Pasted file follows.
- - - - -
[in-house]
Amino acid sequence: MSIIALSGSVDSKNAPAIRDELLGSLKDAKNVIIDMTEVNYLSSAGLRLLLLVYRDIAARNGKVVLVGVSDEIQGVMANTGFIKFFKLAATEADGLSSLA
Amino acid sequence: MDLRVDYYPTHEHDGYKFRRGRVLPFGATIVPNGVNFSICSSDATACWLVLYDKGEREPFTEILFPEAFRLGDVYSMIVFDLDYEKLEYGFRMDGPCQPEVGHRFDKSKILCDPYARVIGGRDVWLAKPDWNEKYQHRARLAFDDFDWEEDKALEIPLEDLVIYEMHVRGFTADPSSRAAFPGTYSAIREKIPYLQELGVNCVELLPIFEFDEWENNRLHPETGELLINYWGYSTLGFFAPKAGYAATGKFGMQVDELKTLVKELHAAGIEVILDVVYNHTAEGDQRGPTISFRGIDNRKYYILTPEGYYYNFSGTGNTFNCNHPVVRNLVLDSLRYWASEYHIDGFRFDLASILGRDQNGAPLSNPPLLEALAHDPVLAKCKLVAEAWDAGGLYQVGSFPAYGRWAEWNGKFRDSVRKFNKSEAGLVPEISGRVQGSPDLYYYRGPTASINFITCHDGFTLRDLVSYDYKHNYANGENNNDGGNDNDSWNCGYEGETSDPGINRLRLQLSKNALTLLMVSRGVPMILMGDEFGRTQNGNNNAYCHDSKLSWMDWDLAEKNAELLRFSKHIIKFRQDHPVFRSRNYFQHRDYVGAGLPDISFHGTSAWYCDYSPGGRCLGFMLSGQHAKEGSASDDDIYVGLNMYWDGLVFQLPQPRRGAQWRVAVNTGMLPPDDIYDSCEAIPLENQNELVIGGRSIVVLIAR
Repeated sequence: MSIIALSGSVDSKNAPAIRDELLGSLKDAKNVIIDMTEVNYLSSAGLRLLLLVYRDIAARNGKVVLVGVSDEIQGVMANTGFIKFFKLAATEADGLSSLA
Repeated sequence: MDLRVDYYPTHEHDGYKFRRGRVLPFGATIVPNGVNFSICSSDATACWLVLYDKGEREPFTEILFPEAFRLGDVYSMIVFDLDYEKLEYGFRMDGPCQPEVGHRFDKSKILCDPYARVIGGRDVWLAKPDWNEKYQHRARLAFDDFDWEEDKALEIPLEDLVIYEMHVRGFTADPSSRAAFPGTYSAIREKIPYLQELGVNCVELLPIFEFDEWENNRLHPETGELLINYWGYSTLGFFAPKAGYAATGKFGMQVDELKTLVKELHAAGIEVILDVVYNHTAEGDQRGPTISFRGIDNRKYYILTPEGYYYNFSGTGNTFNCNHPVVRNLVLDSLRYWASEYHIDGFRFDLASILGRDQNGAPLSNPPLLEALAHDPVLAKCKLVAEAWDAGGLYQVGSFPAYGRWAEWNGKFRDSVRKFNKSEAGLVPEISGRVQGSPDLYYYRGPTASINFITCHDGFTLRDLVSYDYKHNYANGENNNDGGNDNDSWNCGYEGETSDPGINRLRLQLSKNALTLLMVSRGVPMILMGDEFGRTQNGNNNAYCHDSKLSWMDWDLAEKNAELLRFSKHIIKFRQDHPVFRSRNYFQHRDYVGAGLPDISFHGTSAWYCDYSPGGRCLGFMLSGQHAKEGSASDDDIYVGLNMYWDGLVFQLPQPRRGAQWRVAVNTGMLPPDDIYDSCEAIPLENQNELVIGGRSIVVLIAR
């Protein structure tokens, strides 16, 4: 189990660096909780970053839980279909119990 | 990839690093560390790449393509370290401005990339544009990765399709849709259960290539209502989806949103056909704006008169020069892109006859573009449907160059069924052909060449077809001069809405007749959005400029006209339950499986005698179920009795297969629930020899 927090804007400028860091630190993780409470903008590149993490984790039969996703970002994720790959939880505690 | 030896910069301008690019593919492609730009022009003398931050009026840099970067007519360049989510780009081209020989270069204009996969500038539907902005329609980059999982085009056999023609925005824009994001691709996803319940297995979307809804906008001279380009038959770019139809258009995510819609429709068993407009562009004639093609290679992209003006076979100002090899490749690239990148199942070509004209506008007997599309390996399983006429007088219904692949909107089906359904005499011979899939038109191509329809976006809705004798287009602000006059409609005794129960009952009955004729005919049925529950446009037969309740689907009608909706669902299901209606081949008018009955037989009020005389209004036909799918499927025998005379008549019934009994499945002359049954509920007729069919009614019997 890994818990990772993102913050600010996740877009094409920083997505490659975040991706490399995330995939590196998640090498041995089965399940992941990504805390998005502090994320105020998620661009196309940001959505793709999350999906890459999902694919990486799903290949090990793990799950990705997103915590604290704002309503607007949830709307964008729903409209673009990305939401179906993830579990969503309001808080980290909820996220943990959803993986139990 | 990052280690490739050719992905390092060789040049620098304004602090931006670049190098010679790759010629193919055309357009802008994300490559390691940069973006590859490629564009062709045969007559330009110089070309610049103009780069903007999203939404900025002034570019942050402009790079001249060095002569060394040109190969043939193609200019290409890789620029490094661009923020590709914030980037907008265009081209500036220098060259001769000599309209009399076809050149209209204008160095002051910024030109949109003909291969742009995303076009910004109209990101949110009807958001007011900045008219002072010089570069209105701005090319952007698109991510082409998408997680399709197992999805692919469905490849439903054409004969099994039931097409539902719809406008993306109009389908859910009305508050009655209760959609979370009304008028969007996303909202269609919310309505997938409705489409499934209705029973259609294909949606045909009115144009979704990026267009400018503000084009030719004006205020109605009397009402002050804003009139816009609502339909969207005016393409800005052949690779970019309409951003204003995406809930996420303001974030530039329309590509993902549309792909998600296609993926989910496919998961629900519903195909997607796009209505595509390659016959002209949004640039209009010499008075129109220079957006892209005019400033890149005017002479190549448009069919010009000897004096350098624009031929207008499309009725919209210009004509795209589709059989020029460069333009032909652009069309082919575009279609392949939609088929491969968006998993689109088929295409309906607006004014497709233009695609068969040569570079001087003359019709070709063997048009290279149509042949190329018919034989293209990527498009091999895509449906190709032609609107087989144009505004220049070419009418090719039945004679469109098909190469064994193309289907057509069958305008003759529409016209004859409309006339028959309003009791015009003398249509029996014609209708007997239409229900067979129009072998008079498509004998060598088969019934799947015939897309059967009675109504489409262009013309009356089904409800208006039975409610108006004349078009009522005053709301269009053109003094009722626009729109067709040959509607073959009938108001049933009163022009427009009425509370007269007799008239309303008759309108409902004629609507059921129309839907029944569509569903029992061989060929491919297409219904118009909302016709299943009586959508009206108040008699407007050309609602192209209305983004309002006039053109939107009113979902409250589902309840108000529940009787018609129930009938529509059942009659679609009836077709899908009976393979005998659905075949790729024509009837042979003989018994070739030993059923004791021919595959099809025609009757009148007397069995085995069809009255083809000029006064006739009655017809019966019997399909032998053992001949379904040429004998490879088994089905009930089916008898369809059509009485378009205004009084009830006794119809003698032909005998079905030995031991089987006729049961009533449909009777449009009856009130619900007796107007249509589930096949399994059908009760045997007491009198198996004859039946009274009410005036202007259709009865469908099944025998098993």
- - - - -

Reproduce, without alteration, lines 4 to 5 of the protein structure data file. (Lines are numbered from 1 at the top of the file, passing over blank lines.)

Repeated sequence: MSIIALSGSVDSKNAPAIRDELLGSLKDAKNVIIDMTEVNYLSSAGLRLLLLVYRDIAARNGKVVLVGVSDEIQGVMANTGFIKFFKLAATEADGLSSLA
Repeated sequence: MDLRVDYYPTHEHDGYKFRRGRVLPFGATIVPNGVNFSICSSDATACWLVLYDKGEREPFTEILFPEAFRLGDVYSMIVFDLDYEKLEYGFRMDGPCQPEVGHRFDKSKILCDPYARVIGGRDVWLAKPDWNEKYQHRARLAFDDFDWEEDKALEIPLEDLVIYEMHVRGFTADPSSRAAFPGTYSAIREKIPYLQELGVNCVELLPIFEFDEWENNRLHPETGELLINYWGYSTLGFFAPKAGYAATGKFGMQVDELKTLVKELHAAGIEVILDVVYNHTAEGDQRGPTISFRGIDNRKYYILTPEGYYYNFSGTGNTFNCNHPVVRNLVLDSLRYWASEYHIDGFRFDLASILGRDQNGAPLSNPPLLEALAHDPVLAKCKLVAEAWDAGGLYQVGSFPAYGRWAEWNGKFRDSVRKFNKSEAGLVPEISGRVQGSPDLYYYRGPTASINFITCHDGFTLRDLVSYDYKHNYANGENNNDGGNDNDSWNCGYEGETSDPGINRLRLQLSKNALTLLMVSRGVPMILMGDEFGRTQNGNNNAYCHDSKLSWMDWDLAEKNAELLRFSKHIIKFRQDHPVFRSRNYFQHRDYVGAGLPDISFHGTSAWYCDYSPGGRCLGFMLSGQHAKEGSASDDDIYVGLNMYWDGLVFQLPQPRRGAQWRVAVNTGMLPPDDIYDSCEAIPLENQNELVIGGRSIVVLIAR